Let’s try to write for ourselves this year. And maybe about the regular day-to-day things instead of just the ones that make me feel introspective and reflective!
I hardly ever write comments on videos – and even lesser on videos I can’t finish watching but this is incredible. I cannot believe how deluded and hypocritical you are. If Singapore is lacking in originality, you have the chance to be the original one, you have the chance to be a creative Singaporean, to put us on the map. Instead, you choose to shoot your mouth on how the country’s education system is a problem. If you think it’s a problem, DO SOMETHING ABOUT IT. Take lessons and harvest your choice of interest and passion. Anthony Chen did that. He didn’t sit and whine about how hard it was to be a filmmaker in Singapore, he went out and became it. What are YOU doing about it? Complaining. Good job, you! You’re definitely not Singaporean then! One of a kind!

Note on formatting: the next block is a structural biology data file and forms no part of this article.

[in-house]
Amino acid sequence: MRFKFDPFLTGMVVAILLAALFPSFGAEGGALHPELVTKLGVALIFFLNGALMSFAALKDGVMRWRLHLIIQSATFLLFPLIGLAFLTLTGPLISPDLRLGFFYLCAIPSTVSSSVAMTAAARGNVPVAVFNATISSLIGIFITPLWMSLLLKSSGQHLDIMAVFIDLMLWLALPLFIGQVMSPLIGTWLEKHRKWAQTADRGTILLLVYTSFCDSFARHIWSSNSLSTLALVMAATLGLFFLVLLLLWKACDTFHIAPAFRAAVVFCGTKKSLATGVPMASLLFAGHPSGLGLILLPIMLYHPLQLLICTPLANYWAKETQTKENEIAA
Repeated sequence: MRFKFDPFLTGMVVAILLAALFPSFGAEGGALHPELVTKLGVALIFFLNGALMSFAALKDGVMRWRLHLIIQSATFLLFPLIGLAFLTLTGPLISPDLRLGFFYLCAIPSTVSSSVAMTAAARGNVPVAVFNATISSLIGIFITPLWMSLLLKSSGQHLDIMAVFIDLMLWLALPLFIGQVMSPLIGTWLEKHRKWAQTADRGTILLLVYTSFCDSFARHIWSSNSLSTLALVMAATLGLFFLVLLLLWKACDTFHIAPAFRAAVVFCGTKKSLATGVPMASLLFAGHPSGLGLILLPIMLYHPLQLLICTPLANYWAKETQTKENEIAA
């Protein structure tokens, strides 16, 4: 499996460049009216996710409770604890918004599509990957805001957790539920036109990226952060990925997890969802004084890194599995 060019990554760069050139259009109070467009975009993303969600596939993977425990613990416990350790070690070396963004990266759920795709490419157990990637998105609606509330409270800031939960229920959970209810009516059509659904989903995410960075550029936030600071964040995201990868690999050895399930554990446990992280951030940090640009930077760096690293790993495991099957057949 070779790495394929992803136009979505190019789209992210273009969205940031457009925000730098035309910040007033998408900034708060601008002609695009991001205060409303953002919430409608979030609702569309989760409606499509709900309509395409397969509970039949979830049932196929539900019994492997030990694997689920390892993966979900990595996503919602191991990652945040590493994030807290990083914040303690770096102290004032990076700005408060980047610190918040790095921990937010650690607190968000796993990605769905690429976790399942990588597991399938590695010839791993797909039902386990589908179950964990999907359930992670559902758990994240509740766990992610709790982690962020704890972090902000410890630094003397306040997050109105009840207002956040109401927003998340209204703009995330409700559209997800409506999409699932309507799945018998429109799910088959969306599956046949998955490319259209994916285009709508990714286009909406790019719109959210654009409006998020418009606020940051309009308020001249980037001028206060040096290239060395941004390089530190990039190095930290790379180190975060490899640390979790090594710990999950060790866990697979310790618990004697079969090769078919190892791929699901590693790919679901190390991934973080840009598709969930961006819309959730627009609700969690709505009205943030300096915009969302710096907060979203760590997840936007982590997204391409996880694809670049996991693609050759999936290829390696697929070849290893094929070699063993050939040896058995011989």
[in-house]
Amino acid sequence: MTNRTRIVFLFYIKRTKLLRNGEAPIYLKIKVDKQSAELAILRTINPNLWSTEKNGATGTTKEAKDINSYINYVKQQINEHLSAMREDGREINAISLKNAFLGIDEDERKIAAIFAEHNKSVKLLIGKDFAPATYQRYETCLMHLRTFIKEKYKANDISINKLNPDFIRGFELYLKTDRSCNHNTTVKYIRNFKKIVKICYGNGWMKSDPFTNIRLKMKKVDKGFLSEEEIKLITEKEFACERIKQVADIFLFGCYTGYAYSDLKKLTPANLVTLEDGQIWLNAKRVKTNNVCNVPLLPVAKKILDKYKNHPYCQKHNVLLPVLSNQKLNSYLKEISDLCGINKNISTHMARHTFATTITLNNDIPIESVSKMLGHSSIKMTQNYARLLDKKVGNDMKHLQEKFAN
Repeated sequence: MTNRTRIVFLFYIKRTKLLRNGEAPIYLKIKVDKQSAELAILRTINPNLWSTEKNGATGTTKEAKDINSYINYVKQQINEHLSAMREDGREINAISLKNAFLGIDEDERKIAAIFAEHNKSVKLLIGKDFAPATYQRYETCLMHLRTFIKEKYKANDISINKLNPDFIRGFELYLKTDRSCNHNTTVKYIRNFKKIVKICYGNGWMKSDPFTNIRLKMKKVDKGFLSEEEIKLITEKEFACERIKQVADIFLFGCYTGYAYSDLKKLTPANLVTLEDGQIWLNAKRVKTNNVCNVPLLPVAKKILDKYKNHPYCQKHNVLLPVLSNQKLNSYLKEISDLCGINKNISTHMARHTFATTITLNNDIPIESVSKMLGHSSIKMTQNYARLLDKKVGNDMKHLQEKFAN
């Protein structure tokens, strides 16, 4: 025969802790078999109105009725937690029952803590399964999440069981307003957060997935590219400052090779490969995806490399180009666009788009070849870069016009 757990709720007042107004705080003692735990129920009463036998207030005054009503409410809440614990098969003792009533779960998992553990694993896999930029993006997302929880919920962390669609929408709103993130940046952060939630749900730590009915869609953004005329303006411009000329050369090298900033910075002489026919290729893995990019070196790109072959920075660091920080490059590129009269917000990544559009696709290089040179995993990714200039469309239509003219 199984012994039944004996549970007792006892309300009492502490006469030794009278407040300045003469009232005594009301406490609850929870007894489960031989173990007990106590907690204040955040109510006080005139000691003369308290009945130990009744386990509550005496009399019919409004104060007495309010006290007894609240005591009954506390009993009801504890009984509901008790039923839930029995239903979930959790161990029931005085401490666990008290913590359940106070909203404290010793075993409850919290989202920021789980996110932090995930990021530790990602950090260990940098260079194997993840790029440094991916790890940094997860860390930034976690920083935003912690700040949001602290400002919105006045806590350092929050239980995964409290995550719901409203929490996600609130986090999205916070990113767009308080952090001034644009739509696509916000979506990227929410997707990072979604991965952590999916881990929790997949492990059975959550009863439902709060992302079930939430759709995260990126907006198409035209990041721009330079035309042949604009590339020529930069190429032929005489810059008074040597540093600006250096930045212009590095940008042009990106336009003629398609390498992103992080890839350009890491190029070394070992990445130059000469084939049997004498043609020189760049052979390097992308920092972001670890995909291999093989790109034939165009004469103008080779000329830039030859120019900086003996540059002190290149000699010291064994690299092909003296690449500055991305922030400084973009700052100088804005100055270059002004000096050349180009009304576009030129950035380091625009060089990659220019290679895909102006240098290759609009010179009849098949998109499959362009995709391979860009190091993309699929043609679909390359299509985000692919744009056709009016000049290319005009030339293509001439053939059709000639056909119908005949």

Living in Australia is not as breezy as you think. You think you can just grab a cab out there in Oz when it’s late at night and walk along the streets of Melbourne or Sydney alone on a Saturday night? Cabs are considered a luxury in some places, and so is safety. Open your mind and don’t be so narrow.
That’s all I got from your video because I couldn’t bring myself to hear you talk about what you don’t know.
Being a blogger is hard work. It’s basic, but blogging requires skills too. A well-rounded blogger knows that skills in business, journalism, photography and some fashion sense will go far in this cut-throat industry. This 10-day course consists of the following topics:
Journalism: This is the story of your life after all. Let’s be real, you need to be able to write well and at least craft a story about your life so that people will be entertained and inspired by it. Developing a personality is crucial in becoming a blogger, but if that’s difficult, you will learn to fake one. Aim for chirpy, optimistic personalities like Galadarling for best effect.